Book Review: Tyranny of Dead Ideas
Trying to start off the new year in a forwardly thinking direction (isn’t that what we are supposed to do as citizens of ObamaLand?), I picked up a copy of Fortune columnist Matt Miller’s The Tyranny of Dead Ideas: Letting Go of Old Ways of Thinking to Unleash a New Prosperity and began fulfilling my new year’s resolution of reading things that are ‘good for me.’
I love Matt Miller’s radio program Left , Right, and Center which I listen to faithfully on Santa Monica College’s KCRW (more accurately, on my iTunes). He holds up the center of discussions on economics, politics and culture at large. Yesterday as is usually what happens when I begin to read a book that came out recently, I heard Matt Miller interviewed on KCRW for the new book. He’s also the author of The Two Percent Solution: Fixing America's Problems In Ways Liberals And Conservatives Can Love.
The radio interview focused on six dead ideas that Americans need to give up in order to move forward (and these were all in the book as well as additional dead ideas). Chief among the ones discussed were uniquely American ways of doing things that don’t quite work anymore: healthcare tied to employment, local control over education getting in the way of unified standards, wanting tax cuts as baby boomers retire, the idea that a child will prosper more than the parent, that education, knowledge and skills will automatically produce a certain level of income, and many others. Miller argues eloquently both in print and in radio interview about all these dead ideas and more.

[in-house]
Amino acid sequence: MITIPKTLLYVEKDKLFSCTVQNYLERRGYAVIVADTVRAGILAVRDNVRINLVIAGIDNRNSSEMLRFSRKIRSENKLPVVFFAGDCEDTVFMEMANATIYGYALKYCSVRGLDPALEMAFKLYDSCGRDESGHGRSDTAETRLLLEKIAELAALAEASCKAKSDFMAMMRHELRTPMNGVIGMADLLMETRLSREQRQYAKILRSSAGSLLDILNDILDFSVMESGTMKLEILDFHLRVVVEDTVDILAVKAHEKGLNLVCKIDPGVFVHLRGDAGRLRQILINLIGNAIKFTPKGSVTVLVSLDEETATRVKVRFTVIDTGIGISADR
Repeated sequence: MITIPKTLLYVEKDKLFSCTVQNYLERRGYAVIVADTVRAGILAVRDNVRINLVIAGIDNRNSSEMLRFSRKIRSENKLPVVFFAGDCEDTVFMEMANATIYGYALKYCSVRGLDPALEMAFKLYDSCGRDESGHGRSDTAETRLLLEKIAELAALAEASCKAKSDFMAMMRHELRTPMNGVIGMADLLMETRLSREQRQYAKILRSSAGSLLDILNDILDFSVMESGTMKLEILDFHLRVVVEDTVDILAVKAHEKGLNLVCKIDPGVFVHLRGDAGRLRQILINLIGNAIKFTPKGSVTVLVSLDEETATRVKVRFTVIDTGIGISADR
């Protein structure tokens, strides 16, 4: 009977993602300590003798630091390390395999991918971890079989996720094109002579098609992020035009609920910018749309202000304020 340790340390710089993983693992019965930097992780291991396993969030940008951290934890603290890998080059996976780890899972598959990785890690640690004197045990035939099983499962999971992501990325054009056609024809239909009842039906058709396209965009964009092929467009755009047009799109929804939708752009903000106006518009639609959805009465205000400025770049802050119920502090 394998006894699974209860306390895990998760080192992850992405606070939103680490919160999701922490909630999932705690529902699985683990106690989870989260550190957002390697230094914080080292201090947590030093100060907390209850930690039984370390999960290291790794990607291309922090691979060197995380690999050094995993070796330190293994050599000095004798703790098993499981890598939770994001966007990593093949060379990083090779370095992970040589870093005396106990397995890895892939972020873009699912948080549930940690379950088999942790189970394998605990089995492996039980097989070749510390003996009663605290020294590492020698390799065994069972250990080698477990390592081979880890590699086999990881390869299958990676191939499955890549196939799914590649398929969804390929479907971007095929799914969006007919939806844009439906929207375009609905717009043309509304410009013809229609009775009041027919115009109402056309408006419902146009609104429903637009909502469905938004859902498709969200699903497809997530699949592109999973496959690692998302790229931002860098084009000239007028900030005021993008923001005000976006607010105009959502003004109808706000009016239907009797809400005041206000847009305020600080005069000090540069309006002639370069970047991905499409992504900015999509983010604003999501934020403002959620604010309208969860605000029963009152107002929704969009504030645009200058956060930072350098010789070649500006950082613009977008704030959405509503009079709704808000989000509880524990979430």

I've sat with some of these ideas a good deal--especially over localized control of education and realizing that at age 40, I do make less than my parents with a much higher mortgage. And perhaps I should be telling my kids hey, don't become a doctor you'll be sued for malpractice--become a banker who gets slapped on the wrist with a big fat severance check instead. The book is a great snack food for thought.
What makes the book a good read is his ability to put each of these ideas in their historical context of how we arrived at them and why we’ve steadfast held on to them. He seems uniquely rational and doesn’t come across as being in love with his own voice or discoveries in the way say Thomas L. Friedman seems to in The World is Flat (never listen to the audio of that book unless you really like the Disney approach to the adult world--his voice literally hurt my ears).
A few online reviews of the book have bashed the book as socialism but it didn’t come across that way to me at all (full disclosure: I have more than enough left wing subscriptions for decades to know the difference). I am finding his chapters and discussions of these dead ideas to be a bit of what the doctor ordered---giving voice to things I’ve already thought about but hadn’t researched myself. As the new Administration of “Change” gets underway, it might make informative reading.
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